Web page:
Attackers are using a critical Microsoft Internet Explorer (IE) flaw to target unsuspecting victims and gain control of their machines, according to researchers at Symantec Corp., who detected the exploit in the wild.
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We have only seen limited attacks taking advantage of this vulnerability and believe the exploit is only being carried out in targeted attacks at present. Symantec advises all users to install the patch.
Joji Hamada, researcher, Symantec Corp.
The drive-by attack was detected on a compromised restaurant website. Attackers are targeting a Time Element Uninitialized memory Remote Code Execution Vulnerability in the browser. The flaw affects Internet Explorer 6, 7 and 8 running on all supported versions of Microsoft Windows.
The flaw is one of 11 IE vulnerabilities repaired by Microsoft June 18 as part of its Patch Tuesday round of security bulletins. Symantec researcher Joji Hamada said the exploit appears to be targeting users of IE 8.
“We have only seen limited attacks taking advantage of this vulnerability and believe the exploit is only being carried out in targeted attacks at present,” Hamada wrote in the Symantec Security Response blog. “Symantec advises all users to install the patch.”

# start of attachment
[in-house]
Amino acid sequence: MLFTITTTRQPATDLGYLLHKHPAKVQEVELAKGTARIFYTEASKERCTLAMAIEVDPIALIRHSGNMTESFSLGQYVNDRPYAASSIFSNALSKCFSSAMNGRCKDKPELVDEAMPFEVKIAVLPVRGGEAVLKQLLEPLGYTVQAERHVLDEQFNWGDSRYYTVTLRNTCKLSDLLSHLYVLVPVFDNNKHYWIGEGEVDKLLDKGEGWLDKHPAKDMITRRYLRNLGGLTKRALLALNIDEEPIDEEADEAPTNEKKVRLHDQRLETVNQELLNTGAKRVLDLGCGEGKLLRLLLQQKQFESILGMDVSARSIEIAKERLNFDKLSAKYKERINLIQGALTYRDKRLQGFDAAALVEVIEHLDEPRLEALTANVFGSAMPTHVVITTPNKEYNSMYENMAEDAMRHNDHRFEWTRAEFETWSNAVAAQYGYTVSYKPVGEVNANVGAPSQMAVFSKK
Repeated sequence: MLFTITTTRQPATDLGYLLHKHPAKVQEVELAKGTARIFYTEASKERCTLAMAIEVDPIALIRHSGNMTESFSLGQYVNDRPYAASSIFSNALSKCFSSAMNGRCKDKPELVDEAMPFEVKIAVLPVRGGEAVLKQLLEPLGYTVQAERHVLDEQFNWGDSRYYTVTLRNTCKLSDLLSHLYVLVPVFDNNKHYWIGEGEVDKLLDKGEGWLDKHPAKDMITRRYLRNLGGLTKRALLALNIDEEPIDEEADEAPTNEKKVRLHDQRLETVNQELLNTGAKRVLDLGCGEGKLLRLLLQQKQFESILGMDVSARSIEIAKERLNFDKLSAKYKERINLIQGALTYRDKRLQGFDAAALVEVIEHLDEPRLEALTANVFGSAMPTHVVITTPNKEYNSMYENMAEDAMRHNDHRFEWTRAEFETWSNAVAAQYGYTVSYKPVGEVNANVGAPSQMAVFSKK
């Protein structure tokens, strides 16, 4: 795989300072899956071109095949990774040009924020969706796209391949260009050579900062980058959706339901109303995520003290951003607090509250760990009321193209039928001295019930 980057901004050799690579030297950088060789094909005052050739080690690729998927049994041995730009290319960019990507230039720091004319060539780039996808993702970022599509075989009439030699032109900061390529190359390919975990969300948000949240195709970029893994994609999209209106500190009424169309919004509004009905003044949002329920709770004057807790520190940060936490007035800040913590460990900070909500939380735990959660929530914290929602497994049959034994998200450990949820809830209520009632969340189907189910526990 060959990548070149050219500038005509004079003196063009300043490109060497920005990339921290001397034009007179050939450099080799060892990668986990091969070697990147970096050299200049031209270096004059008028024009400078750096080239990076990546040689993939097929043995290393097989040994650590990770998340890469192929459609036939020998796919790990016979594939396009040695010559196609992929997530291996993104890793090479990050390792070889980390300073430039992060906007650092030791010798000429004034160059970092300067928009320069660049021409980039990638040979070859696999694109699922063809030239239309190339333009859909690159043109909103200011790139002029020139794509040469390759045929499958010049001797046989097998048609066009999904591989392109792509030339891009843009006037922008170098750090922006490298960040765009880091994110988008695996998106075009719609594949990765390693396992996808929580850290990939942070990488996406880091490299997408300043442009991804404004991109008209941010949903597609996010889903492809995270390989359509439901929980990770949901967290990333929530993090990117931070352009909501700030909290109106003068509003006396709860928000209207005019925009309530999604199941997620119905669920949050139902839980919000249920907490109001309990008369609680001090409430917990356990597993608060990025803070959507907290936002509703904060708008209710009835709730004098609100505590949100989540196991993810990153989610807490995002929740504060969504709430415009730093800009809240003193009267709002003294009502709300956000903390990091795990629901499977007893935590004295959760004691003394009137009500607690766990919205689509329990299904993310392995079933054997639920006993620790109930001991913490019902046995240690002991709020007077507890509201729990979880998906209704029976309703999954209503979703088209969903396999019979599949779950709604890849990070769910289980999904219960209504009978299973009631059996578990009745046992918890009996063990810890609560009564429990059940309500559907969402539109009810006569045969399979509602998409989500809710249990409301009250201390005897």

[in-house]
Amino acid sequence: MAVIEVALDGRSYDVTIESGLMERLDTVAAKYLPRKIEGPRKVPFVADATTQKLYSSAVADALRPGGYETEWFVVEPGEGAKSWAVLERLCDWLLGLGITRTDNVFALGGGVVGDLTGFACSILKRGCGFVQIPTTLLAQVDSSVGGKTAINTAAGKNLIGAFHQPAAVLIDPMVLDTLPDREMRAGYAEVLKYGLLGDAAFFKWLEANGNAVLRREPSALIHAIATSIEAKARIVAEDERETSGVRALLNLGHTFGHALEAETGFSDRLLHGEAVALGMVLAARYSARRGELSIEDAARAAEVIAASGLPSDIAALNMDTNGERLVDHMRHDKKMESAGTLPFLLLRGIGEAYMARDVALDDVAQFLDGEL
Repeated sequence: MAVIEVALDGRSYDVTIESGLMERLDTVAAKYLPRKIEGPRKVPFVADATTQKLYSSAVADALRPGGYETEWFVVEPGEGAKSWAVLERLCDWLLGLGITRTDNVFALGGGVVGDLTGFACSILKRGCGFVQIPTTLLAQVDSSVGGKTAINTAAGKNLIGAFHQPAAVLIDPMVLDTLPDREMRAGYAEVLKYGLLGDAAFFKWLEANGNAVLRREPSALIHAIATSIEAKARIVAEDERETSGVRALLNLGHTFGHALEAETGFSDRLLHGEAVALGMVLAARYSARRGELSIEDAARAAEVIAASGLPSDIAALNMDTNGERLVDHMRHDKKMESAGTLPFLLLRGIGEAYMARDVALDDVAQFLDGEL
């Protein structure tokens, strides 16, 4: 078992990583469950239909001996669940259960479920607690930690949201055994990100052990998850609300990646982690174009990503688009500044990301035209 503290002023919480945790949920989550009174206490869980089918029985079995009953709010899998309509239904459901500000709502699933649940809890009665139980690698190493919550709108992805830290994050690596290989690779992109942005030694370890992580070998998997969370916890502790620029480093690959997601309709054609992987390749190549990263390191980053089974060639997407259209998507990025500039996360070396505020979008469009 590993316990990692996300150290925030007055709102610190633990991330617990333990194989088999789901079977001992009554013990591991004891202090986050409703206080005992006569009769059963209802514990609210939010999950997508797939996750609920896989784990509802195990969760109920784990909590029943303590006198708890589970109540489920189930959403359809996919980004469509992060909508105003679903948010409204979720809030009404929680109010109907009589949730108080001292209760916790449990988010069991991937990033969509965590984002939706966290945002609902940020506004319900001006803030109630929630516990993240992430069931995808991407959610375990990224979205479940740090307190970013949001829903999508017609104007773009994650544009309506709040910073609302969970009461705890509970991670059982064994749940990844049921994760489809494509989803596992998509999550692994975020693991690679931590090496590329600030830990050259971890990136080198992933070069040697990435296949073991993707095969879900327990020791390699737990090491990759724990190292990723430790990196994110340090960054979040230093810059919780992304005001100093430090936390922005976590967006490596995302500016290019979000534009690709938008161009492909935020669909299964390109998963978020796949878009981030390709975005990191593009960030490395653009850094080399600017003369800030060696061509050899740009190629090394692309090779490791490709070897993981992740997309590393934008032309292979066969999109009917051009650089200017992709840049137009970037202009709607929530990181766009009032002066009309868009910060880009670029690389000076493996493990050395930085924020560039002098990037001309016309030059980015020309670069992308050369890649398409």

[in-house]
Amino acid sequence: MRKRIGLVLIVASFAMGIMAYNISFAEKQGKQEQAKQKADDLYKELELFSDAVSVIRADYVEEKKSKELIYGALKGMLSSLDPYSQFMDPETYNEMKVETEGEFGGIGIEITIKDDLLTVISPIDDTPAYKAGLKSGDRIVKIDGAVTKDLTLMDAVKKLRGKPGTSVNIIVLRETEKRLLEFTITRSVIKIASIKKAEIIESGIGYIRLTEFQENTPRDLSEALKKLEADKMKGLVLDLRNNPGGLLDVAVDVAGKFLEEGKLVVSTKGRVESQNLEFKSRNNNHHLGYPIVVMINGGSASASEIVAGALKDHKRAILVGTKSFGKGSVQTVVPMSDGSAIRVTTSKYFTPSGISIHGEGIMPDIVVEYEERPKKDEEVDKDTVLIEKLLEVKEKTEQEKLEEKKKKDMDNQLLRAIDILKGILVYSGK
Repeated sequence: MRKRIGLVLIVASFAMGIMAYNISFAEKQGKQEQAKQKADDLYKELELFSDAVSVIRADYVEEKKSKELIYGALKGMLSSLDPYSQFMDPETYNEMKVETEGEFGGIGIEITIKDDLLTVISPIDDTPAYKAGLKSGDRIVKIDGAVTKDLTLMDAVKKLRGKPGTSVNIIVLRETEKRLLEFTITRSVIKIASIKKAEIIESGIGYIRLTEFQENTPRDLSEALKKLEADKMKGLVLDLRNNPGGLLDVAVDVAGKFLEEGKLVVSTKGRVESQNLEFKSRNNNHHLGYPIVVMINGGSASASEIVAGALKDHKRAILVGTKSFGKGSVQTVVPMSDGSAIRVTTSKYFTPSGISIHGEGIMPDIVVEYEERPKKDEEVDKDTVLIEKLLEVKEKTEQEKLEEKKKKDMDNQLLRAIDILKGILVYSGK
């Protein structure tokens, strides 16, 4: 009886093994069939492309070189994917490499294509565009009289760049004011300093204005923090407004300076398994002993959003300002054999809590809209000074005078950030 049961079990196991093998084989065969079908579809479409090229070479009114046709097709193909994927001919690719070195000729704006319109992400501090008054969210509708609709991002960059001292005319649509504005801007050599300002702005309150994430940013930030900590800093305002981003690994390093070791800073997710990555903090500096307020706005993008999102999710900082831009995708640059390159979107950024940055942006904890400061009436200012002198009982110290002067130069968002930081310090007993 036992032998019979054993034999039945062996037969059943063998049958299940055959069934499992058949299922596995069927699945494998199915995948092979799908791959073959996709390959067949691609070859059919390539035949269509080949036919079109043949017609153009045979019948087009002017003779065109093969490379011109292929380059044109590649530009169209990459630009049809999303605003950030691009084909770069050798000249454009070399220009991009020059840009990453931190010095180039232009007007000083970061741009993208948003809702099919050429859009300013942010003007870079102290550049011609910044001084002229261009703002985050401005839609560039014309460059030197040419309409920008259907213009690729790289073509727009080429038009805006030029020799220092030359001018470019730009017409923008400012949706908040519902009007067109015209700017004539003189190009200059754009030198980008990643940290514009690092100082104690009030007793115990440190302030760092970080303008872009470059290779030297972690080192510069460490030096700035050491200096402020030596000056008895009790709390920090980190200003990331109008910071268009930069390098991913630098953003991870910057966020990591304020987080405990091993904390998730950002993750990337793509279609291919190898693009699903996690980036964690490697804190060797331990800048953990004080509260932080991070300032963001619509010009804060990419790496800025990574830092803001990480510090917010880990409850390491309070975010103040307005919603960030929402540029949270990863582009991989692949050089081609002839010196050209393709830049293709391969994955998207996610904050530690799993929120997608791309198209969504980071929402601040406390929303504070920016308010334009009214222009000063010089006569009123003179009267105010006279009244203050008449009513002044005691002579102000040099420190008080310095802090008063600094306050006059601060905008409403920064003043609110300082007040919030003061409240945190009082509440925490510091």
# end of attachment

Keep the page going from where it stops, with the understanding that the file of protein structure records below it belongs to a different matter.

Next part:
The exploit was detected hidden in code on a compromised website hosting content for a neighborhood restaurant, according to Hamada. A user browsing to the website using IE 8 would automatically download the code hidden in an iframe tag that links to the server hosting the malicious code.
“It's likely that the attacker sends emails to targets with a link to the website with the intent to steal confidential information, which is a common method used in targeted attacks,” Hamada said.
Further analysis of the malware by Symantec found the attack includes a link to a website that may offer the cybercriminals statistical analysis. The downloaded malware connects to a dynamic DNS service used to either control the victim’s machine or upload more malware to steal sensitive information from the victim.
The flaw being targeted in the wild was discovered by NSFocus Information Technology Co. Ltd, a network security services firm based in Beijing. According to an advisory issued by NSFocus, the flaw exists in the browser itself without triggering additional ActiveX controls.
It is not uncommon for exploits to surface targeting Microsoft vulnerabilities shortly after the software giant issues patches fixing them. The 11 Internet Explorer vulnerabilities fixed by Microsoft included a repair blocking a “cookiejacking” issue, which would allow an attacker to acquire cookies from a user’s system and access websites they previously were logged in to. Robert McArdle, a researcher at Trend Micro wrote that cookiejacking poses a major risk to users.
“The vast majority of attacks are now hidden from view; you may not know that something malicious is taking place and even the result of user interaction may not throw up any obvious problem,” McArdie wrote.